Abby turned back to Marley. “She told me she hasn’t had any good roles for a while, but she still seems to be happy down there in LA. I can’t imagine it myself. I sometimes watch reruns of that reality series, the one with the housewives. And when I see the shows set in Orange County, I cannot believe what a rat race it must be down there. Everyone is so focused on looks and being skinny and rich. I swear I wouldn’t last a week.”

“So how about Clifden?” ventured Marley. “I assume you still live here?”

“Oh, yes. We finished our new house a couple years ago. It’s in North Beach—a new community that Paul developed.”

“Ocean view?”

Abby nodded. “And beach access, too. It’s quite lovely.”

“And you’re still happy to be living in Clifden?”

“Honestly there’s no place I’d rather be.”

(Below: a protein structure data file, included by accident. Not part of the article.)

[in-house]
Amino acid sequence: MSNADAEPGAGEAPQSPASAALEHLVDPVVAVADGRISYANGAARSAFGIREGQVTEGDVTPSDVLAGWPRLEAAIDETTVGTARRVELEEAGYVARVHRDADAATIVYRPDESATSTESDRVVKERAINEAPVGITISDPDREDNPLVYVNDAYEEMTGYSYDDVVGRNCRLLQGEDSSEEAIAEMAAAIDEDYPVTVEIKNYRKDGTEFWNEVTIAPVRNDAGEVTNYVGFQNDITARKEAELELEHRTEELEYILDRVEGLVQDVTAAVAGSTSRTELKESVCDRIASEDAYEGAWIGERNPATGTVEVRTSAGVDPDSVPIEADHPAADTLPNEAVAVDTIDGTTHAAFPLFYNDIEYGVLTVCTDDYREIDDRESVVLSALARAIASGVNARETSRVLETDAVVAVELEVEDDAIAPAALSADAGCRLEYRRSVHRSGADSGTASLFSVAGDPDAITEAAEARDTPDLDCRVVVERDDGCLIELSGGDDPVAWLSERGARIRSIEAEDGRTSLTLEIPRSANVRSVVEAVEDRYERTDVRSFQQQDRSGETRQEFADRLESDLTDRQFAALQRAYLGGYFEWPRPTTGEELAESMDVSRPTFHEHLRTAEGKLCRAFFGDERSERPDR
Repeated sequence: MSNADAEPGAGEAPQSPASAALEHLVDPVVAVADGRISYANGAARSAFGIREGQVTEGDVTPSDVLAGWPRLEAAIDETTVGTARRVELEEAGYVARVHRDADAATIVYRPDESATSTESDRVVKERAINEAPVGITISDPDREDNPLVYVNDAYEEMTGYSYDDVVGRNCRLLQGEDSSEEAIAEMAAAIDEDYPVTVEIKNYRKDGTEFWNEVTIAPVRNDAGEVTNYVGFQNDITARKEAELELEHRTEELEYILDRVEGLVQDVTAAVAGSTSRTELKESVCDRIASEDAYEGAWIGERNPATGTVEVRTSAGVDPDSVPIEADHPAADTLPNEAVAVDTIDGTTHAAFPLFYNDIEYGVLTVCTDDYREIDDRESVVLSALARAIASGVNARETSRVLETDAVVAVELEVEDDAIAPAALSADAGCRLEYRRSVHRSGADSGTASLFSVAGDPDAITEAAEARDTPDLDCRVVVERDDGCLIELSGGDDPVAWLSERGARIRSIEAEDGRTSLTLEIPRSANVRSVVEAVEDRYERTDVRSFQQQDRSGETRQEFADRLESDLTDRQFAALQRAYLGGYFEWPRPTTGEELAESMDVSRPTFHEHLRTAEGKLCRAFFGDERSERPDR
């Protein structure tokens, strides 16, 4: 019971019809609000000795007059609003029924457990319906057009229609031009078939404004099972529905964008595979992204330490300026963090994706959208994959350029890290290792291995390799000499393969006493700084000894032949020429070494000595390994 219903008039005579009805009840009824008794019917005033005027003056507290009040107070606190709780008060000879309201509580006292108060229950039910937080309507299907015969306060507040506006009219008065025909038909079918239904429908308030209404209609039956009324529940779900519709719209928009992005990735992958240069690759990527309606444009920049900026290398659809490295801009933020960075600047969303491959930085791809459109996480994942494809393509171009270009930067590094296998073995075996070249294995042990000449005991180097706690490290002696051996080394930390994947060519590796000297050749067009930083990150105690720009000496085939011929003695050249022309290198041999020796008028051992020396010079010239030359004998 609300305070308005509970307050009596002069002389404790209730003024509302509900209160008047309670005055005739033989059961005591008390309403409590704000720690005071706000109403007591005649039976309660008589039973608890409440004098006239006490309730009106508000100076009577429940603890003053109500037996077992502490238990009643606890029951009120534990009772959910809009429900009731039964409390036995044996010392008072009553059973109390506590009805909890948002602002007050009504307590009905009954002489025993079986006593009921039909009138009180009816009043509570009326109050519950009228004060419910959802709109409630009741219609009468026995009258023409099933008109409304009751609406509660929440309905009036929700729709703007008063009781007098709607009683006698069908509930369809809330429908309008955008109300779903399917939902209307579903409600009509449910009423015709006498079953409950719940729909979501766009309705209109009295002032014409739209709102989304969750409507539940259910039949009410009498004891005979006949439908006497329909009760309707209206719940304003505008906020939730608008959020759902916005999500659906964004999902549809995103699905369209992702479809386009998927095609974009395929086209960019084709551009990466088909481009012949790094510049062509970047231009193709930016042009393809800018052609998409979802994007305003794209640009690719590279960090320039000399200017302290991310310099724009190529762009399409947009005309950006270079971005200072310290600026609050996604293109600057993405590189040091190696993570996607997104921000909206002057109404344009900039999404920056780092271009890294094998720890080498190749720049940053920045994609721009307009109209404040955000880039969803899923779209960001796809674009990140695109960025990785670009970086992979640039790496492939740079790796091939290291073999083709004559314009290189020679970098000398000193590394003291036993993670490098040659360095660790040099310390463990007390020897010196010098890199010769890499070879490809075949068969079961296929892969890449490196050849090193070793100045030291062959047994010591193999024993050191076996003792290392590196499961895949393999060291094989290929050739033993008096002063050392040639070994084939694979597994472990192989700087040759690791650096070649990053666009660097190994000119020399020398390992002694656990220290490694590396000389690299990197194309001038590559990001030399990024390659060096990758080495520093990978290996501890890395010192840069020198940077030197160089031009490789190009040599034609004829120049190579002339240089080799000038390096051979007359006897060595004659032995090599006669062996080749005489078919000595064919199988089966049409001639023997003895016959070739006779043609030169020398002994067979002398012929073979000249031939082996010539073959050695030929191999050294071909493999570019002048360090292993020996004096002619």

“I noticed that town has some new shops.”

“Yes. They come and go.” Abby nodded at a tall redheaded woman who was just entering the room. “Isn’t that Janie Sorenson?”

Marley studied the elegant-looking woman dressed in a lightcolored two-piece suit. “I think so. I still can’t get over how much she’s changed since high school. Can you believe it?”

Abby nodded. “I remember that frizzy red hair and braces, and bad skin. Poor thing. I used to try to be friendly to her, but she was so shy, I could hardly get her to speak.”

“Except when it came to speech class and debates,” Marley reminded her. “That’s when the real Janie came out.”

Abby waved to Janie. “Paul told me she’s a partner in a big New York law firm. Who would’ve thought?”

“How we’ve all changed.”

Janie joined them. “Have I missed anything interesting?” she asked in a way that suggested she didn’t really care.

“Not really,” Abby told her. “Did you fly from New York today?”